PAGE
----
U.K. Retail Sales Drop With ‘Stark Slowdown’ for Food Stores
(Bloomberg) -- U.K. retail sales fell more than economists forecast last month as food spending slumped the most in almost three years.
Overall sales dropped 0.8 percent from August, compared with a median estimate of a 0.4 percent decline in a Bloomberg survey, according to data from the Office for National Statistics in London. Excluding auto fuel, sales also fell 0.8 percent.
The drop comes after a strong summer for U.K. retailers as the hot weather encouraged Britons to splash out. Food store sales tumbled 1.5 percent last month -- the most since October 2015 -- in what the ONS called a “stark slowdown.” The pound was little changed after the data, trading at $1.3111 as of 9:35 a.m. London time.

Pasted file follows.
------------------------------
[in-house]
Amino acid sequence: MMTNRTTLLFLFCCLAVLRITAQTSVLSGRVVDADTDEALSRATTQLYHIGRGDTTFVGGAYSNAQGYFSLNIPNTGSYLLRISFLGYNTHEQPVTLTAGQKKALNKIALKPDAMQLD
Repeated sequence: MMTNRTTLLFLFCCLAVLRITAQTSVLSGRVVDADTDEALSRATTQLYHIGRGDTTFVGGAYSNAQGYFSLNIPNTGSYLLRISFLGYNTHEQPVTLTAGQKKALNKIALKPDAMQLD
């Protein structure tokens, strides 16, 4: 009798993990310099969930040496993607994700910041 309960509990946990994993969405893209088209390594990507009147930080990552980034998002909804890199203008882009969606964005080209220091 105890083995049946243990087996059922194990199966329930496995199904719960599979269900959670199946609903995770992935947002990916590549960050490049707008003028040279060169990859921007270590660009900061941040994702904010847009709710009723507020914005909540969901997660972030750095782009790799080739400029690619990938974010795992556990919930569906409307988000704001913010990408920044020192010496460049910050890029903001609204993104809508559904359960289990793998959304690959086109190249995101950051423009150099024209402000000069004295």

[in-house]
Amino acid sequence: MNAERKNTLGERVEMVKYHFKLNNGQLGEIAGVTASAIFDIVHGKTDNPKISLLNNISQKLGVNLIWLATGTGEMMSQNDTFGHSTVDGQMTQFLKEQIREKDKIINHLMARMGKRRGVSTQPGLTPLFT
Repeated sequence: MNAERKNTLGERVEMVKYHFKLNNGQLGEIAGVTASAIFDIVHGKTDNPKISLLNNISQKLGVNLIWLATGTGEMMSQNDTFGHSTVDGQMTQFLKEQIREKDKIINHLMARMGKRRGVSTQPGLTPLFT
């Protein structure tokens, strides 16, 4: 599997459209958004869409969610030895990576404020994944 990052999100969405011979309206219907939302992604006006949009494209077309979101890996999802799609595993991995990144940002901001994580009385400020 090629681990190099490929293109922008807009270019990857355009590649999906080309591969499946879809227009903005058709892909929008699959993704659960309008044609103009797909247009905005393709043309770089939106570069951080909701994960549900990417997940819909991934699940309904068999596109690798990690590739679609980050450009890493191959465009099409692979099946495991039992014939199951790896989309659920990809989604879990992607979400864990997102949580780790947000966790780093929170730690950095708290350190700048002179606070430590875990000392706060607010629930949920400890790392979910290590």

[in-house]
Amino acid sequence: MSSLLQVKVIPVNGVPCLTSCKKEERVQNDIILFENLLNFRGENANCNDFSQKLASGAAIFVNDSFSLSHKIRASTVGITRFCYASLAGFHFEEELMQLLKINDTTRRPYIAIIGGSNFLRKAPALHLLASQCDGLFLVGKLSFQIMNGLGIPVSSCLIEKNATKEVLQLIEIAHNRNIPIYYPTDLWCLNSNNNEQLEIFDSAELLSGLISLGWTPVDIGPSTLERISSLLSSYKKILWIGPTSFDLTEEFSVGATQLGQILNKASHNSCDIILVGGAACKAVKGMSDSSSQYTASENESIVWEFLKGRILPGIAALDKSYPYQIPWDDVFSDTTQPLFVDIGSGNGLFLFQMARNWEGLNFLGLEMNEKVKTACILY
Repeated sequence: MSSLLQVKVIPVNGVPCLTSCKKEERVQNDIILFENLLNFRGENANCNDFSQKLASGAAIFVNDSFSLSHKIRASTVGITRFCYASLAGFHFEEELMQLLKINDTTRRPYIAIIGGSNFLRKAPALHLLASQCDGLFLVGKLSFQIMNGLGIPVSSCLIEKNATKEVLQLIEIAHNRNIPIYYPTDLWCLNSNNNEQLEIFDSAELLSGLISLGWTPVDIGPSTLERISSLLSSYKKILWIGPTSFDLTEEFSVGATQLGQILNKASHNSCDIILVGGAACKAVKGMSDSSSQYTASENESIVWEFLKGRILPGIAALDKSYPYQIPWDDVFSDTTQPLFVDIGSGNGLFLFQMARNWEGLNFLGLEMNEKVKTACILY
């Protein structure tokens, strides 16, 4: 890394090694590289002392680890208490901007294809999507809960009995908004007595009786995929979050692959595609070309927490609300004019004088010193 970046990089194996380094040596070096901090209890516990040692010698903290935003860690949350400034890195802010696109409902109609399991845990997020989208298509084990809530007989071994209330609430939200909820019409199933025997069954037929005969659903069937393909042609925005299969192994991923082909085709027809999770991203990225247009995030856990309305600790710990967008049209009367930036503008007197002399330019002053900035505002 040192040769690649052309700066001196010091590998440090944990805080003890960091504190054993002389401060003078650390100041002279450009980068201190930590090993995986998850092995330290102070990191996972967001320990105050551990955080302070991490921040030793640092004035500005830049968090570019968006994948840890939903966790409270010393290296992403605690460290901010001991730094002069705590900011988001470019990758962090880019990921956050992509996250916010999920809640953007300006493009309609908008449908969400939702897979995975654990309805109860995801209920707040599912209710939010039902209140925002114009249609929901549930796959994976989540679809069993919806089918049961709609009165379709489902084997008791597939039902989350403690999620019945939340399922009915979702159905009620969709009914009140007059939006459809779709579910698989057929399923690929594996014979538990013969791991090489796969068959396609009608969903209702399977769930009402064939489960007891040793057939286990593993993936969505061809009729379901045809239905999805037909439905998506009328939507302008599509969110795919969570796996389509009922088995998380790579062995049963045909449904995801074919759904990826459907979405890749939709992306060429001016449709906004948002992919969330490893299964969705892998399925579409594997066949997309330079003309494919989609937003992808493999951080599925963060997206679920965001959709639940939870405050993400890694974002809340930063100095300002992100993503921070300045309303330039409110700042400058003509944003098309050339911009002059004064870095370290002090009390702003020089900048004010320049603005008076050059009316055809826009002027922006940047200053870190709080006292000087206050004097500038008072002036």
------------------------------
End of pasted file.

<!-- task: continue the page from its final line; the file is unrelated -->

Still, the longer term trend is more positive. Overall retail sales climbed an annual 1.2 percent in the third quarter, driven by jewelry and watches and web-based stores. In September alone, spending online jumped 11 percent from a year earlier, the ONS said.
The Bank of England raised interest rates on Aug. 2 to the highest level in almost a decade on concern that domestic inflation pressures are building. A report yesterday showed consumer price growth slowed more than expected last month, to 2.4 percent, providing further evidence that a pay squeeze on consumers is abating.
From a year ago, retail sales increased 3 percent in September. Excluding fuel, annual growth was 3.2 percent.
The sector contributed 0.06 percentage points to third quarter gross domestic product, the ONS said.
©2018 Bloomberg L.P.